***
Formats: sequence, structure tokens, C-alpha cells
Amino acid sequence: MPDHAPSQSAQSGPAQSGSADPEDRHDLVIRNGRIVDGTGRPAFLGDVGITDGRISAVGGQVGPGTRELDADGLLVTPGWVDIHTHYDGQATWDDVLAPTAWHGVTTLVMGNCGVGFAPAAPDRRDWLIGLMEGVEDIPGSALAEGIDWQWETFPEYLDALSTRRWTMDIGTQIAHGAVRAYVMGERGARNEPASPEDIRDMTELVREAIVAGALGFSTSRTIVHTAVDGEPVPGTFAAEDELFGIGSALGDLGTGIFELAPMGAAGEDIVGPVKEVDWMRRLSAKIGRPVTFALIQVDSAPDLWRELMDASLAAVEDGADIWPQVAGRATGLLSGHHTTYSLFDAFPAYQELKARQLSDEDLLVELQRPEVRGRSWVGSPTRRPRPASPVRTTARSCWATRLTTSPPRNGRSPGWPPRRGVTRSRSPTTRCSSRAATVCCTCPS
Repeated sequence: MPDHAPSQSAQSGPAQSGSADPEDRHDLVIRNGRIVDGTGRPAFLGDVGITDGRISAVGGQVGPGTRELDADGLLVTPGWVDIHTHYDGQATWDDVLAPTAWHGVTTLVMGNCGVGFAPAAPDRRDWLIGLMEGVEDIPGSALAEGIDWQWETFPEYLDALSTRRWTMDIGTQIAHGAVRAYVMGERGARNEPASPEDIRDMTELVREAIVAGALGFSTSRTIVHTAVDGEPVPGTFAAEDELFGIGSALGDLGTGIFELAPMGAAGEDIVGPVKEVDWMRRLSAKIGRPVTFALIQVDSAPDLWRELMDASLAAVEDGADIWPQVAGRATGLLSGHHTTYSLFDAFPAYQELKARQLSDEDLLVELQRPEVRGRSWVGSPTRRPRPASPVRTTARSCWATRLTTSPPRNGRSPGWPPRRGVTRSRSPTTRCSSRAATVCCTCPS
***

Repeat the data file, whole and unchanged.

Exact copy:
Formats: sequence, structure tokens, C-alpha cells
Amino acid sequence: MPDHAPSQSAQSGPAQSGSADPEDRHDLVIRNGRIVDGTGRPAFLGDVGITDGRISAVGGQVGPGTRELDADGLLVTPGWVDIHTHYDGQATWDDVLAPTAWHGVTTLVMGNCGVGFAPAAPDRRDWLIGLMEGVEDIPGSALAEGIDWQWETFPEYLDALSTRRWTMDIGTQIAHGAVRAYVMGERGARNEPASPEDIRDMTELVREAIVAGALGFSTSRTIVHTAVDGEPVPGTFAAEDELFGIGSALGDLGTGIFELAPMGAAGEDIVGPVKEVDWMRRLSAKIGRPVTFALIQVDSAPDLWRELMDASLAAVEDGADIWPQVAGRATGLLSGHHTTYSLFDAFPAYQELKARQLSDEDLLVELQRPEVRGRSWVGSPTRRPRPASPVRTTARSCWATRLTTSPPRNGRSPGWPPRRGVTRSRSPTTRCSSRAATVCCTCPS
Repeated sequence: MPDHAPSQSAQSGPAQSGSADPEDRHDLVIRNGRIVDGTGRPAFLGDVGITDGRISAVGGQVGPGTRELDADGLLVTPGWVDIHTHYDGQATWDDVLAPTAWHGVTTLVMGNCGVGFAPAAPDRRDWLIGLMEGVEDIPGSALAEGIDWQWETFPEYLDALSTRRWTMDIGTQIAHGAVRAYVMGERGARNEPASPEDIRDMTELVREAIVAGALGFSTSRTIVHTAVDGEPVPGTFAAEDELFGIGSALGDLGTGIFELAPMGAAGEDIVGPVKEVDWMRRLSAKIGRPVTFALIQVDSAPDLWRELMDASLAAVEDGADIWPQVAGRATGLLSGHHTTYSLFDAFPAYQELKARQLSDEDLLVELQRPEVRGRSWVGSPTRRPRPASPVRTTARSCWATRLTTSPPRNGRSPGWPPRRGVTRSRSPTTRCSSRAATVCCTCPS